5 Unique and Surprising Coffee Drinking Experiences
Think you know coffee? Think again. We explore 5 unique and surprising coffee drinking experiences from around the world.
Confession: I am from a tea-drinking nation. 3.22 kg per person per year to be exact. Nevertheless, I love putting my finger to the pulse of a society, and where better to take that pulse than in the social hubs where people gather together around a cup of coffee.
In this article we explore 5 of the most unique ways to drink coffee from around the world. They were selected not because they roast their own beans or source from a tiny plantation in Ethiopia, but because the very act of drinking coffee in these unique places is an experience in its own right.
Vietnam is a leading coffee producer: the second-largest in the world, in fact. Cafés are communal havens, offering a moment of stillness amid the clamouring commotion and dusty heat of the city. They come in all shapes and sizes, from a hip Starbucks equivalent, Trung Nguyen Coffee, to small, intimate cafés where the tiny plastic stools overflow onto the buzzing streets.
What is truly unique about the coffee experience here is the unusual and exotic flavour combinations you can try. Trung Nguyen sells coffee with unique names that sound like a promise in a cup, such as “Creative” and “The Instant Entertainer”.
The most commonly consumed coffee is a variety known as “ca phe sua da”: strong coffee served in a small cup and filter chamber called a “phin” which allows the coffee to drip slowly over ice into a cup quarter-filled with condensed milk.
For a more unusual experience you can try yoghurt in your coffee, but even that’s not quite as unique and adventurous as the egg coffee served in Giang Café, made with egg yolk, sweetened condensed milk, butter and cheese.
However, there is one surprising delicacy, “ca phe Chon”, which goes to even greater extremes for unique and unusual taste: this is coffee made from beans that have passed through the digestive system of a weasel-like mammal called a civet. At about $3 dollars a cup, the price may be high for Vietnam, but it certainly won’t blow the budget if you’re feeling adventurous.
Put the Viennese and Vietnamese speciality coffees side by side and the Austrian version may seem rather tame in comparison. A traditional “Wiener Melange” is an espresso shot topped with steamed milk and milk foam, or in some establishments, whipped cream. Sound like a regular cappuccino? It’s admittedly similar, but it’s the locality that makes Vienna such a unique place to experience the classic drink.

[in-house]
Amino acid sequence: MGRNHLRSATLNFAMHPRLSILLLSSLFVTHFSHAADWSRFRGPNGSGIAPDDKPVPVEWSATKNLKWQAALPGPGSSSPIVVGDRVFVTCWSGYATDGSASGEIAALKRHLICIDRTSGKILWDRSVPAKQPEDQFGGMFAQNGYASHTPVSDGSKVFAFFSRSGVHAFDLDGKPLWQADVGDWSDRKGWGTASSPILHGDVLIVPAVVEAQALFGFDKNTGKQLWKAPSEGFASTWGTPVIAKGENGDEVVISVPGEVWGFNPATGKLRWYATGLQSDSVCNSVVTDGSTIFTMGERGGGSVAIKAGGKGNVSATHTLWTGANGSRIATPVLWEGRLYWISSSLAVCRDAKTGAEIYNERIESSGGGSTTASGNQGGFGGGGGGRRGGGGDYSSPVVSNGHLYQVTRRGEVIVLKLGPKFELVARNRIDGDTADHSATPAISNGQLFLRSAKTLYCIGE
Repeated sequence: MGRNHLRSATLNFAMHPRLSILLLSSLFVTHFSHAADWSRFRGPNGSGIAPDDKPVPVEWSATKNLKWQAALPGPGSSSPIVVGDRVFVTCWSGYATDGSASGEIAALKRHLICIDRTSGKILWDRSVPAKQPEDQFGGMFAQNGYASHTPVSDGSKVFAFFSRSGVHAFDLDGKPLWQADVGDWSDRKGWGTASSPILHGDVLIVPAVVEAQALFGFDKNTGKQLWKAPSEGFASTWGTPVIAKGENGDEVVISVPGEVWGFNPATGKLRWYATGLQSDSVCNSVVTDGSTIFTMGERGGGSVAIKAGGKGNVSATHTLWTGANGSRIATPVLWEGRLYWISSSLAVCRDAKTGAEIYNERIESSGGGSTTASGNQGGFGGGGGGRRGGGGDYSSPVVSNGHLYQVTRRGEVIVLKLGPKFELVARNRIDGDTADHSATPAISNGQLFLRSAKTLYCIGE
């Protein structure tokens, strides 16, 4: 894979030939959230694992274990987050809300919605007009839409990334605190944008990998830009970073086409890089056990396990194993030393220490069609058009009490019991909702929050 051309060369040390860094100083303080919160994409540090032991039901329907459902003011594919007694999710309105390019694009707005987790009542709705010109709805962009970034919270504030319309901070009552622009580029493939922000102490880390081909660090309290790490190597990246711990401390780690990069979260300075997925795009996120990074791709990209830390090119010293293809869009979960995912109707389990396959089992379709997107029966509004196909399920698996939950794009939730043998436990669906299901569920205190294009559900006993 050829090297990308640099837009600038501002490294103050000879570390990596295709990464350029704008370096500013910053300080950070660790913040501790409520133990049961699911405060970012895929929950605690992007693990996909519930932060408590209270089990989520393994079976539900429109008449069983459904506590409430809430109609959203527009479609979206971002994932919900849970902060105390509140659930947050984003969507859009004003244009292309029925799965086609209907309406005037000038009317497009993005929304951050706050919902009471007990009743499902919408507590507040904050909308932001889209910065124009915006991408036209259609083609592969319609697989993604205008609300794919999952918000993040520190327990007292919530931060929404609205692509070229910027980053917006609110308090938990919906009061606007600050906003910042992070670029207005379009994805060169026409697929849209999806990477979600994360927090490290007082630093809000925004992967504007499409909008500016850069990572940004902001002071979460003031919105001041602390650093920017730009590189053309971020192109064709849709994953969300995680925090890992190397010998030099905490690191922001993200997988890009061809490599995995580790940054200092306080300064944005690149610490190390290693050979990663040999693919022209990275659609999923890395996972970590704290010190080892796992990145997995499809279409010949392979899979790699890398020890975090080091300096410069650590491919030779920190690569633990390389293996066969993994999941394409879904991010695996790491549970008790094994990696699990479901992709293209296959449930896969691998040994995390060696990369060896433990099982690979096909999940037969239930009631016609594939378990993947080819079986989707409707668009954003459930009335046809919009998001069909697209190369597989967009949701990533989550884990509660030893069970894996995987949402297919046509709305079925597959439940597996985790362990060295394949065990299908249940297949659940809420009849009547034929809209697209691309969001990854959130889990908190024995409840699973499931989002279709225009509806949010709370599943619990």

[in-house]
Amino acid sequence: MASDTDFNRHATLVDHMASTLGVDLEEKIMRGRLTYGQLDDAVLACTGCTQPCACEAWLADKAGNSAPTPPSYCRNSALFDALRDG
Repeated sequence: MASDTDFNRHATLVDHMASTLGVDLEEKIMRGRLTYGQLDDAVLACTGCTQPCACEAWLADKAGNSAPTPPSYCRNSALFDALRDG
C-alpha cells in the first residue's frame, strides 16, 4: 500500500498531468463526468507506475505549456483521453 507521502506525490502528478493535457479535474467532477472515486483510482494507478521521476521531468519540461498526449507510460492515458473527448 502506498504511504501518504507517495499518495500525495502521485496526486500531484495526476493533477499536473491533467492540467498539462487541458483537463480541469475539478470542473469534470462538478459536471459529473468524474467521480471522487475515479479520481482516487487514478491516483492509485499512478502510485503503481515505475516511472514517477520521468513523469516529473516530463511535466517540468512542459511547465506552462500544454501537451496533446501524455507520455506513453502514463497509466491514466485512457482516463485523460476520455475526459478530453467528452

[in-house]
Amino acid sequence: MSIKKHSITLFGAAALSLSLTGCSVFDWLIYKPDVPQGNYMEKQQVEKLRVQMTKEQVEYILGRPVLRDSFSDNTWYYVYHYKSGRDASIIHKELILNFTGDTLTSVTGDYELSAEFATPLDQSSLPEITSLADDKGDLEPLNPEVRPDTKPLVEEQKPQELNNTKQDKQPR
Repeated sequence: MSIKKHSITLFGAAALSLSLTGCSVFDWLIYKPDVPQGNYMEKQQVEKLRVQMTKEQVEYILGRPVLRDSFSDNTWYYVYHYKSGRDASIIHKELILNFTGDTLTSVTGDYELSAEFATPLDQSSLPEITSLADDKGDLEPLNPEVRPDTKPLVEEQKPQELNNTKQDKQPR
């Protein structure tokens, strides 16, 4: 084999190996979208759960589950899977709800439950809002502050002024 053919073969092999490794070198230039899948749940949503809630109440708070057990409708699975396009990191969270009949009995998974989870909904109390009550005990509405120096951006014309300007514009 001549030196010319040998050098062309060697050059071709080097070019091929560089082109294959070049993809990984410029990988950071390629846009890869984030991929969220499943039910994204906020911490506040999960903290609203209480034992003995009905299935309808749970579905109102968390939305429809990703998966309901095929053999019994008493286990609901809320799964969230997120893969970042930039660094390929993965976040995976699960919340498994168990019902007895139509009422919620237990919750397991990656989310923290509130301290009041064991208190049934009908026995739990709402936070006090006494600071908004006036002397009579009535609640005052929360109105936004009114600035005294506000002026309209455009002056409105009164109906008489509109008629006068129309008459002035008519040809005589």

In 2011 Vienna had its coffee houses declared an “intangible heritage” by UNESCO. The Austrian inventory, which is a part of UNESCO, describes them as a place, “where time and space are consumed, but only the coffee is found on the bill”. This is coffee drinking as it was in the 1900s, a place for socialites, intellectuals and stimulating conversation.
“Kaffee und Kuchen” (coffee and cake) is the classic combination, and your coffee drinking experience is best complemented by a Viennese pastry, including the infamous apple strudel or the decadent, original Sacher-Torte. With the plush, vintage, often opulent furnishings in unique historic buildings, you can imagine yourself transported back in time to the heyday of the Viennese Golden Age.
If a Greek asks you out for a coffee, you’re best to clear your appointments for the rest of the day...
Coffee is far from a stimulant or consumer product in Greece. Coffee here is a social experience. Society revolves around the humble kafenion, or coffee shop. Kafenia are everywhere, in the tiniest and most remote of villages. This is where the elders of the community come together to sip coffee, play cards and discuss the events of the day.
As a visitor, it’s the perfect place to experience local life, but don’t expect to leave as anonymously as you came. We stopped off at one kafenion in Crete for a cuppa, only to be shown around the local caves by the landlord.
Whilst we can’t guarantee that a private tour will result from every kafenion visit, the hospitality of some of the world’s friendliest people is sure to make for a unique and wonderful experience.
Traditional Greek coffee is taken strong and black. The coffee grounds are boiled in sugar and water with a choice of three degrees of sweetness, glyko (very sweet), metrio (medium sweet) and sketo (no sugar). For your first try, we recommend you order metrio and take it from there. Without sugar the coffee can have quite a bitter taste!